A Kuwaiti lawmaker on Thursday questioned plans by the oil-rich Gulf emirate to build a number of nuclear reactors for power generation and demanded information about the expected costs. In a series of questions to Prime Minister Sheikh Nasser Mohammad al-Ahmad al-Sabah, the head of parliament's financial and economic affairs panel, Yussef al-Zalzalah, asked if sufficient studies have been made on the issue.
He also demanded to know the size of the budget allocated for the project and what has been spent so far.
In its drive to develop for peaceful use, particularly to generate electricity, the Gulf state set up Kuwait National Nuclear Energy Committee (KNENEC) in 2009 headed by the prime minister.
The emirate has signed memoranda of cooperation with France, the United States, Japan and Russia and, in April, upgraded its deal with France to the level of a full agreement.
KNNEC secretary general Ahmad Bishara said earlier this month that Kuwait will sign a fifth memorandum of cooperation with South Korea, which last year clinched a multi-billion-dollar deal with the neighbouring United Arab Emirates.
Zalzalah also inquired about press statements that Kuwait planned to build four 1,000-megawatt nuclear reactors by 2022, and if sufficient studies were made, and demanded documents related to the issue.
Kuwait's deals with the nuclear powers call for preparation, planning and nuclear power development which include training, human resources and infrastructure.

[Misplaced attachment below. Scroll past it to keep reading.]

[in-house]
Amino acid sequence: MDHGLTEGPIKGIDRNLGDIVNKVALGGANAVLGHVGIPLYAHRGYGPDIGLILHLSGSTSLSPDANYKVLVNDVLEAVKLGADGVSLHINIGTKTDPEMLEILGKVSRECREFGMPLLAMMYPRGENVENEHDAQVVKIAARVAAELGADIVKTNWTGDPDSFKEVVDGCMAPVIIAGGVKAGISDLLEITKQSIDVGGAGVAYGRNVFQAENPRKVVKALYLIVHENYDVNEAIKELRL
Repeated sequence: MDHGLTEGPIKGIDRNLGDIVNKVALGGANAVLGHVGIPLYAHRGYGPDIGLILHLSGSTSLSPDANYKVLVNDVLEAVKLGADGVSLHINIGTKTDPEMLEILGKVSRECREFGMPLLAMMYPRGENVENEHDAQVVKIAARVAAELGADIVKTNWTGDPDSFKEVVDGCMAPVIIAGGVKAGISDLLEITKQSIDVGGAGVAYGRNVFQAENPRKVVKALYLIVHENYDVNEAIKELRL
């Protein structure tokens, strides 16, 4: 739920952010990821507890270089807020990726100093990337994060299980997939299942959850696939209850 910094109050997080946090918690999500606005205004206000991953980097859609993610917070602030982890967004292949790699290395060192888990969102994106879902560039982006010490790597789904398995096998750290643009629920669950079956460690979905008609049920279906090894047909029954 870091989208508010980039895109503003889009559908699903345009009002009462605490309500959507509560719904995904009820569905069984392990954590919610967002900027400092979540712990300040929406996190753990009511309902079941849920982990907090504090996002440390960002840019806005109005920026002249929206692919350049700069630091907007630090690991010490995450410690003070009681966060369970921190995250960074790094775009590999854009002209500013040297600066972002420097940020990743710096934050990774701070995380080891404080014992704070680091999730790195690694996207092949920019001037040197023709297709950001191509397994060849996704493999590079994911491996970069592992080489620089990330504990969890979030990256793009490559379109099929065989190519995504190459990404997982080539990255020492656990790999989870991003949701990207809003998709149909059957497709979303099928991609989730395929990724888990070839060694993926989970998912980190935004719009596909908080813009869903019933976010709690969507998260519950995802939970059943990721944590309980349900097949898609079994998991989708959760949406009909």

Bishara has said Kuwait expects electricity demand to double in 10 to 15 years from the current 11,000 megawatts, which would make the country face a serious power shortage.
The OPEC member currently burns 12 percent of its oil production to meet local electricity needs, and the figure will rise to 20 percent by 2030 if no alternative sources of energy are found, Bishara said.
Kuwait currently pumps around 2.3 million barrels of oil per day.
If the nuclear plans proceed as projected, Bishara estimated nuclear power would meet 15-20 percent of Kuwait's total electricity needs.
KNNEC is conducting a series of studies on the cost of power generation by nuclear energy, setting up legal frameworks, reviews on potential sites for nuclear reactors and human resources, Bishara said.
These studies are expected to be completed before the end of the year, and then the KNNEC will make the decision if Kuwait is to go nuclear, he said.